Program Schedule

Interactions of the Herpes Simplex Virus γ34.5 Protein With Host Signaling Pathways Influence Central Nervous System Disease in Newborn Mice

Session: Poster Abstract Session: Microbial and Host Factors
Saturday, October 11, 2014
Room: The Pennsylvania Convention Center: IDExpo Hall BC
  • ID Week 2014 poster.pdf (327.1 kB)
  • Background: Central nervous system (CNS) disease from HSV is a feared outcome of infection, and survivors often suffer lifelong neurologic sequelae. The HSV-1 protein γ34.5 is important for neurovirulence, counteracting the host type I interferon (IFN) response. Three distinct functions of γ34.5 have been reported, but their contributions to CNS disease have not been individually elucidated in different age groups.

    Methods: We used mutant viruses and their corresponding revertants in models of HSV encephalitis to study the contribution of different functions of HSV γ34.5 to CNS disease in newborn and adult mice. Groups of mice, some with targeted mutations, were inoculated intracranially and followed over time for mortality. Viral replication in the CNS was assessed by plaque assay.

    Results: Genetic deletion of the type I IFN receptor increases CNS virulence of wild-type (WT) HSV-1 in adult mice, leading to higher overall mortality, shorter time to mortality, and increased viral replication compared with WT hosts. In contrast, newborn mice had 100% mortality within four days of inoculation independent of the expression of the type I IFN receptor, with equivalent viral titers in the brains of both genotypes. Based on these results, we hypothesized that mutations of HSV-1 γ34.5 would retain virulence in this age group. Complete deletion of γ34.5 attenuated virulence in both adult and newborn WT mice, but virulence of this mutant remained distinct from its revertant virus in IFN receptor knockout mice, suggesting functions of γ34.5 other than affecting type I IFN are important. We have shown that the autophagy-inhibiting function of γ34.5 is dispensable for pathogenesis in newborn but not adult mice. In contrast, we show here that mutations in γ34.5 which disrupt the ability of HSV to counteract host translational shutoff via host PP1α, and mutations abrogating interaction with the host signaling protein TBK1, individually attenuate virulence in WT newborns.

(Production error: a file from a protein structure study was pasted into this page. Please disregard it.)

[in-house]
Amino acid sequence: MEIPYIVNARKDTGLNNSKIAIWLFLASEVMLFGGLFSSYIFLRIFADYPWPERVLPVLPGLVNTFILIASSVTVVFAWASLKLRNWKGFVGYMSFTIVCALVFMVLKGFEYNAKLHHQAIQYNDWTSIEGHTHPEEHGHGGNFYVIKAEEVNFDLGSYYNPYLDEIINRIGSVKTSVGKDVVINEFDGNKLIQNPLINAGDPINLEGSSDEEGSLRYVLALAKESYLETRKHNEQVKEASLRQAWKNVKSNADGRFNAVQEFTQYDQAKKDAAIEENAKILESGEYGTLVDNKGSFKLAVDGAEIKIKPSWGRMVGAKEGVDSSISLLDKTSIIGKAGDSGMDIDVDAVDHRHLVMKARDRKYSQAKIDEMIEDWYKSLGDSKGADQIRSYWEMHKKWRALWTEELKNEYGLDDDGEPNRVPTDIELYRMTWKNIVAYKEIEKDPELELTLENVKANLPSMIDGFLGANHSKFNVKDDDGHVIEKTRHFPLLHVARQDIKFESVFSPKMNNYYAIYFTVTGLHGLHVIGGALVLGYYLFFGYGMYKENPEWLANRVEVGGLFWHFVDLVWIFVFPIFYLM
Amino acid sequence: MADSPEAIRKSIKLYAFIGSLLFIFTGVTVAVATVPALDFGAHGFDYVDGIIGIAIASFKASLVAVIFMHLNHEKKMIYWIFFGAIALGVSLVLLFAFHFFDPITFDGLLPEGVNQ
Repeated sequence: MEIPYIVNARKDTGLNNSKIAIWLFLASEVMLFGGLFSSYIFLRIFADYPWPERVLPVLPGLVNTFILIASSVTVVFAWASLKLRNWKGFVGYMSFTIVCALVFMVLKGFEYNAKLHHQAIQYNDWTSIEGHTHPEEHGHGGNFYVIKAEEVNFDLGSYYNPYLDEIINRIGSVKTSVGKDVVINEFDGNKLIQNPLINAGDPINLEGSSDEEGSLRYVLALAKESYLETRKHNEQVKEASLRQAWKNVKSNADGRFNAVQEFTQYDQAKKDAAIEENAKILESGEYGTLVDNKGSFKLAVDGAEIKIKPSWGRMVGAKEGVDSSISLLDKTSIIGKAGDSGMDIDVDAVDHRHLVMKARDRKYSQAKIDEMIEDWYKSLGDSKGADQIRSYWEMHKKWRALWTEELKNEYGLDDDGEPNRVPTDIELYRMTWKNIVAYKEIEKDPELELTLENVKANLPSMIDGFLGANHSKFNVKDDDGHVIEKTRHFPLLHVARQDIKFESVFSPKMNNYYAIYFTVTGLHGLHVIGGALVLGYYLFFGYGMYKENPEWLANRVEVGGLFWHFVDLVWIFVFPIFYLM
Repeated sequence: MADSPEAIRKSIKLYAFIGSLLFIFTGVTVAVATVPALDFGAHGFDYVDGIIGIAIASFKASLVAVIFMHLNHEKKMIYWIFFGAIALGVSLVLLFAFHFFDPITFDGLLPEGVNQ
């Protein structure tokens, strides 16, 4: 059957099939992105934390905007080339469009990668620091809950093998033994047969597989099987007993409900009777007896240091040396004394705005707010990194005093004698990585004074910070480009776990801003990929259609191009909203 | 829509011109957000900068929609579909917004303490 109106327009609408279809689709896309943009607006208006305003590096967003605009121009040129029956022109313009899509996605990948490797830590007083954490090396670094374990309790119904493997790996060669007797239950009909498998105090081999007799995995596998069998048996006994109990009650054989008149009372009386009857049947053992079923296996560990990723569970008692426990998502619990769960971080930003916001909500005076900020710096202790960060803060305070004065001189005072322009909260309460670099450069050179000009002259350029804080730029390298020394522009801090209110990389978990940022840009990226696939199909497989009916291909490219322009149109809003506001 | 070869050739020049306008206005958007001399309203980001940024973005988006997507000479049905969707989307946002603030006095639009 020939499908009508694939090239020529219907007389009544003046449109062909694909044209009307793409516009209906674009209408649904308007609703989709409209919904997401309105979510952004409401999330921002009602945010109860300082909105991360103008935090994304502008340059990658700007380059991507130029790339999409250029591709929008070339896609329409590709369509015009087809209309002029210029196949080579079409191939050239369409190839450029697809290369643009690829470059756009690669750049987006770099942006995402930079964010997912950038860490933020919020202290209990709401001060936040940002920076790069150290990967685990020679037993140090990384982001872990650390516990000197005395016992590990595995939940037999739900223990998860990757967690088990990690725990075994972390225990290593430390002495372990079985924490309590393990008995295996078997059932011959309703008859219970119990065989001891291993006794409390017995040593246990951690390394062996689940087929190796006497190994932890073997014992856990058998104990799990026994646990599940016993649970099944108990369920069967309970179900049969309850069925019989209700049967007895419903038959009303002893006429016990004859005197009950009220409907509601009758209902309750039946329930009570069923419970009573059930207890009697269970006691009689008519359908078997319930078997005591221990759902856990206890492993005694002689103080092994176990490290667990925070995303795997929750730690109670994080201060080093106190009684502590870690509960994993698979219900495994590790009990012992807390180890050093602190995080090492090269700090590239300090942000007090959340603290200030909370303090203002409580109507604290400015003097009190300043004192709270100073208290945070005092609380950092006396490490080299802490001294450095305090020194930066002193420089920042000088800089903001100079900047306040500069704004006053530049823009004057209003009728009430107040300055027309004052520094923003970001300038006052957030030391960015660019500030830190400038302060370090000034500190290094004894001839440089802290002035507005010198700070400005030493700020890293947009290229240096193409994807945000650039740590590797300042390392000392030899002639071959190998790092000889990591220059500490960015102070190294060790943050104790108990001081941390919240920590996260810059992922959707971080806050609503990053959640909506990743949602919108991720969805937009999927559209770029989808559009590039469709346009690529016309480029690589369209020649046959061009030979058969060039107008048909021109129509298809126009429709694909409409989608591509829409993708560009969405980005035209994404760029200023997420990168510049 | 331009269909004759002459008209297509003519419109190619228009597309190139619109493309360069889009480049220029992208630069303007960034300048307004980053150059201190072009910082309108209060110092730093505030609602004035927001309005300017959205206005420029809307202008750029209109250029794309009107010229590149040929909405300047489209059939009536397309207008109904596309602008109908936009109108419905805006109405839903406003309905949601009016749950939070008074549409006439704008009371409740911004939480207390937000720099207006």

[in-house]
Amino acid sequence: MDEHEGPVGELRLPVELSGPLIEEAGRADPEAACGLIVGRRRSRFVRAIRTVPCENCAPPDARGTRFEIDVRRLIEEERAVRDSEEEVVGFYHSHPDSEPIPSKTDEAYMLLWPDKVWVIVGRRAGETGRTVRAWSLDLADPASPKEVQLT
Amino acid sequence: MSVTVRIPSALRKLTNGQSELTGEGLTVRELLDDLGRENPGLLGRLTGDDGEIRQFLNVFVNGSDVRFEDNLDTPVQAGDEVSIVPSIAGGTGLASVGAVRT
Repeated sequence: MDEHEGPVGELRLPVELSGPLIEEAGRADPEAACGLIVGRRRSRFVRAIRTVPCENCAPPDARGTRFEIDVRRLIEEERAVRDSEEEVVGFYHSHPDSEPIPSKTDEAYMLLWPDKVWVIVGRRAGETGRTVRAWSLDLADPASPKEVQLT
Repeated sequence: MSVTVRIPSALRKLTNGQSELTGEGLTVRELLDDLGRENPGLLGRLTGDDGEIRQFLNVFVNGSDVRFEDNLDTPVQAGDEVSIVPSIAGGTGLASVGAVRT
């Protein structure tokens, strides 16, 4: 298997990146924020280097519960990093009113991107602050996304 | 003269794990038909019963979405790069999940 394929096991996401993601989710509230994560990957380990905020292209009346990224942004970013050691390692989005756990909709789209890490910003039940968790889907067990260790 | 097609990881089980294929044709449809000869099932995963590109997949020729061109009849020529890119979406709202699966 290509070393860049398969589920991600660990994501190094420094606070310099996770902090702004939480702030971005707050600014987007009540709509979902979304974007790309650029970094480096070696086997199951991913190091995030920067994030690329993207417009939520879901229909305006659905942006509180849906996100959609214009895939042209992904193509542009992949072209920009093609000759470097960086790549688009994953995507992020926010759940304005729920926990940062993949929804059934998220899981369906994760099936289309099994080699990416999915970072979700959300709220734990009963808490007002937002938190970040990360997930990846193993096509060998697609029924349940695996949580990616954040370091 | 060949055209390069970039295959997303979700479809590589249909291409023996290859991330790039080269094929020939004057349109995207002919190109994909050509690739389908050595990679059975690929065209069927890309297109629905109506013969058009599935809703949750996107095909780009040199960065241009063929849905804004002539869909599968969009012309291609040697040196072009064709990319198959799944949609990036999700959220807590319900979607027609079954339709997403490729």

Conclusion: The host translational shutoff and TBK1 functions of γ34.5 are important for HSV virulence in the CNS in newborn mice. Identification of factors important for HSV virulence in the CNS can identify therapeutic targets that may attenuate disease and serve as potential adjuvants to acyclovir.

    Douglas Wilcox1, Diane Alexander, PhD2, David Leib, PhD2, Bin He, PhD3 and William Muller, MD, PhD4, (1)Microbiology-Immunology, Northwestern University Feinberg School of Medicine, Chicago, IL, (2)Dartmouth Medical School, Lebanon, NH, (3)University of Illinois, Chicago, Chicago, IL, (4)Pediatrics, Northwestern University Feinberg School of Medicine, Chicago, IL


    D. Wilcox, None

    D. Alexander, None

    D. Leib, None

    B. He, None

    W. Muller, None

    Findings in the abstracts are embargoed until 12:01 a.m. EDT, Oct. 8th with the exception of research findings presented at the IDWeek press conferences.

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